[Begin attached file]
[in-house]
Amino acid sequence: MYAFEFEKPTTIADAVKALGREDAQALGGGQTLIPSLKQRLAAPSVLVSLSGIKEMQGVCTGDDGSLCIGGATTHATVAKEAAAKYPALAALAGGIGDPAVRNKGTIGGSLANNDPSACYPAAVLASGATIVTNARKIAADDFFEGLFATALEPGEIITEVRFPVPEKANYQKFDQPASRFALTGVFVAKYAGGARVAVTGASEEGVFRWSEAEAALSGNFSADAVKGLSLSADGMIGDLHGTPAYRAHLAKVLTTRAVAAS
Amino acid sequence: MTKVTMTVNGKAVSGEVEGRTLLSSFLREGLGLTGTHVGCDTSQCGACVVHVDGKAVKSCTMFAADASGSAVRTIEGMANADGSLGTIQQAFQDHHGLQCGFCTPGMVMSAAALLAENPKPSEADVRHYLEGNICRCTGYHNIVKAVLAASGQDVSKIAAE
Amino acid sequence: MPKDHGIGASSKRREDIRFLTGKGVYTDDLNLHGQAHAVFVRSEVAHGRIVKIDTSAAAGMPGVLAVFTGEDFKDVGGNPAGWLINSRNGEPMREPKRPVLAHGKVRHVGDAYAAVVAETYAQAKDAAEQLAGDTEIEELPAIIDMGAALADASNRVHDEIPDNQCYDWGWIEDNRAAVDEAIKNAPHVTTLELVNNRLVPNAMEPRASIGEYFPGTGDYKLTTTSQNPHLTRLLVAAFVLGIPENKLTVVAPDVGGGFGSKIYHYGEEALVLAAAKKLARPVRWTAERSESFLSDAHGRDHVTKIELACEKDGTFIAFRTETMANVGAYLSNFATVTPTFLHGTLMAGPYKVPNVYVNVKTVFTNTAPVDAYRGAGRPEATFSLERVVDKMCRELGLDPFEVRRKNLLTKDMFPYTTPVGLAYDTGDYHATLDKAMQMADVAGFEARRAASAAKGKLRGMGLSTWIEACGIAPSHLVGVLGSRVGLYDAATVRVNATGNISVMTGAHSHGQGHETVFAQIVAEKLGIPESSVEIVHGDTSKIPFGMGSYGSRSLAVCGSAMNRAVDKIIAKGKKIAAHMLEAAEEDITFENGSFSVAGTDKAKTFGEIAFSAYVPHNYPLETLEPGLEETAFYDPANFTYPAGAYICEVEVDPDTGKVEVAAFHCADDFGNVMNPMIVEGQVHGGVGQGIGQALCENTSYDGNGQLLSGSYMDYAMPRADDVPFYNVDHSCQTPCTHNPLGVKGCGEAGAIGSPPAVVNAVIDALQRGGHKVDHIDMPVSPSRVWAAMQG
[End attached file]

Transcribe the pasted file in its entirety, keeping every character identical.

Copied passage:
[in-house]
Amino acid sequence: MYAFEFEKPTTIADAVKALGREDAQALGGGQTLIPSLKQRLAAPSVLVSLSGIKEMQGVCTGDDGSLCIGGATTHATVAKEAAAKYPALAALAGGIGDPAVRNKGTIGGSLANNDPSACYPAAVLASGATIVTNARKIAADDFFEGLFATALEPGEIITEVRFPVPEKANYQKFDQPASRFALTGVFVAKYAGGARVAVTGASEEGVFRWSEAEAALSGNFSADAVKGLSLSADGMIGDLHGTPAYRAHLAKVLTTRAVAAS
Amino acid sequence: MTKVTMTVNGKAVSGEVEGRTLLSSFLREGLGLTGTHVGCDTSQCGACVVHVDGKAVKSCTMFAADASGSAVRTIEGMANADGSLGTIQQAFQDHHGLQCGFCTPGMVMSAAALLAENPKPSEADVRHYLEGNICRCTGYHNIVKAVLAASGQDVSKIAAE
Amino acid sequence: MPKDHGIGASSKRREDIRFLTGKGVYTDDLNLHGQAHAVFVRSEVAHGRIVKIDTSAAAGMPGVLAVFTGEDFKDVGGNPAGWLINSRNGEPMREPKRPVLAHGKVRHVGDAYAAVVAETYAQAKDAAEQLAGDTEIEELPAIIDMGAALADASNRVHDEIPDNQCYDWGWIEDNRAAVDEAIKNAPHVTTLELVNNRLVPNAMEPRASIGEYFPGTGDYKLTTTSQNPHLTRLLVAAFVLGIPENKLTVVAPDVGGGFGSKIYHYGEEALVLAAAKKLARPVRWTAERSESFLSDAHGRDHVTKIELACEKDGTFIAFRTETMANVGAYLSNFATVTPTFLHGTLMAGPYKVPNVYVNVKTVFTNTAPVDAYRGAGRPEATFSLERVVDKMCRELGLDPFEVRRKNLLTKDMFPYTTPVGLAYDTGDYHATLDKAMQMADVAGFEARRAASAAKGKLRGMGLSTWIEACGIAPSHLVGVLGSRVGLYDAATVRVNATGNISVMTGAHSHGQGHETVFAQIVAEKLGIPESSVEIVHGDTSKIPFGMGSYGSRSLAVCGSAMNRAVDKIIAKGKKIAAHMLEAAEEDITFENGSFSVAGTDKAKTFGEIAFSAYVPHNYPLETLEPGLEETAFYDPANFTYPAGAYICEVEVDPDTGKVEVAAFHCADDFGNVMNPMIVEGQVHGGVGQGIGQALCENTSYDGNGQLLSGSYMDYAMPRADDVPFYNVDHSCQTPCTHNPLGVKGCGEAGAIGSPPAVVNAVIDALQRGGHKVDHIDMPVSPSRVWAAMQG